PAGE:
For your sakes Christ became poor

Intervention of Archbishop Rino Fisichella

Jornada Mundial de los Pobres © Vatican Media

At 11.30 this morning, at the Holy See Press Office, a press conference was held to present the Holy Father Francis’ Message for the 6th World Day of the Poor, to be celebrated on Sunday 13 November 2022, on the theme “For your sakes Christ became poor (cf. 2 Cor 8-9).

The speakers were Archbishop Rino Fisichella, titular of Voghenza, and Msgr. Graham Bell.

The following is the intervention of Archbishop Rino Fisichella:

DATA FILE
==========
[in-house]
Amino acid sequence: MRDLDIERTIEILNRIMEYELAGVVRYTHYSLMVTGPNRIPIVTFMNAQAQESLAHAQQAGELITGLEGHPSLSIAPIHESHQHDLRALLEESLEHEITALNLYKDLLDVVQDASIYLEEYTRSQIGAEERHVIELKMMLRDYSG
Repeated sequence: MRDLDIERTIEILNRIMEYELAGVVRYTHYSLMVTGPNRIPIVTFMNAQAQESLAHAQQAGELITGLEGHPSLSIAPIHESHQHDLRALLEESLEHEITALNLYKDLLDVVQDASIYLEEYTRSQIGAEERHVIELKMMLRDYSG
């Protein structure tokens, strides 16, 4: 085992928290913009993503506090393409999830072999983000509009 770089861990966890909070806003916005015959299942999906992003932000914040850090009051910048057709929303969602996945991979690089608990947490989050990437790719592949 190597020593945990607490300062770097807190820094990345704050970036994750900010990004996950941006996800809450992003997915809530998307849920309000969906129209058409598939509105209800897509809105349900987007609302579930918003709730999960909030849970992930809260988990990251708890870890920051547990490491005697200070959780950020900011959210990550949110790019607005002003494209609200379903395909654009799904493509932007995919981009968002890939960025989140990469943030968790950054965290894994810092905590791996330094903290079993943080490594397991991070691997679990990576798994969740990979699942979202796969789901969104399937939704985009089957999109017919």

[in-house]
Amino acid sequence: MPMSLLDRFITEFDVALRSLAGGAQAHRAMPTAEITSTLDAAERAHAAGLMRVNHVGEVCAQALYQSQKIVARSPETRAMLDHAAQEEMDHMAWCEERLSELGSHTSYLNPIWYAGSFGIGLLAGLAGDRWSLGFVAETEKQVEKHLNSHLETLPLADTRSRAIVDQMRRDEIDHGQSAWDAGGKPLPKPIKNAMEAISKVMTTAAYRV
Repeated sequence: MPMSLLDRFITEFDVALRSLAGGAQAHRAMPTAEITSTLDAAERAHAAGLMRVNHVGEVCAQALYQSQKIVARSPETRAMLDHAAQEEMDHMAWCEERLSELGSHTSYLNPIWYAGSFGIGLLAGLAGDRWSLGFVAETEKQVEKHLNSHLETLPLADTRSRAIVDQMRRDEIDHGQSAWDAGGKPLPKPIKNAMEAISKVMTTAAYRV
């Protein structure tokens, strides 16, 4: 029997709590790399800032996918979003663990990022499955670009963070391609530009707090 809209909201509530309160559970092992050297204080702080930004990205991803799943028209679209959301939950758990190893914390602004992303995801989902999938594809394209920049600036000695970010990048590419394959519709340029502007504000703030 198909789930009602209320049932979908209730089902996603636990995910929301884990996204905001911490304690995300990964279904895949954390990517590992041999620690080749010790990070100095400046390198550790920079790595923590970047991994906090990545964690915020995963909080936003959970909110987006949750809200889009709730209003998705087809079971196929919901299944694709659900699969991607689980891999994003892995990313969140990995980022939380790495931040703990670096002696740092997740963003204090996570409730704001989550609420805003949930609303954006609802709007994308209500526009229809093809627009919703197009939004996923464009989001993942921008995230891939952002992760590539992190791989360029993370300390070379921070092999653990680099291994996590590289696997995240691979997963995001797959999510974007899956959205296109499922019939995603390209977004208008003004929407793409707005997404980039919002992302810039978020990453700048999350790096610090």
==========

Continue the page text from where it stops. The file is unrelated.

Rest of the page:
“So many people are made poor by the senselessness of war!” (N.2). Without doubt, this cry  embodies Pope Francis’ Message for the sixth World Day of the Poor, which this year falls on  November 13. The gaze of those who read this text is inevitably fixed on the sad events that have  been unfolding in recent months and that will still hold entire populations under the shackles of fear  and war in the coming weeks. No one can escape the Pope’s daily appeal to the world to become  aware of the consequences that war produces. There are the more immediate ones that create millions  of refugees and “the deportation of thousands of people, especially boys and girls” (N. 2) who are  uprooted from their land, their culture with its traditions, and their very language in order to impose  on them a foreign identity that is the result of contrivance and oppression. In just a few lines we are  met with a description of violence and pain that cannot leave us at peace: “There are millions of  women, children, and the elderly who are forced to brace the danger of bombs in order to get to  safety … every day they live with fear and the lack of food, water, medical care, and above all, their  loved ones” (No. 2).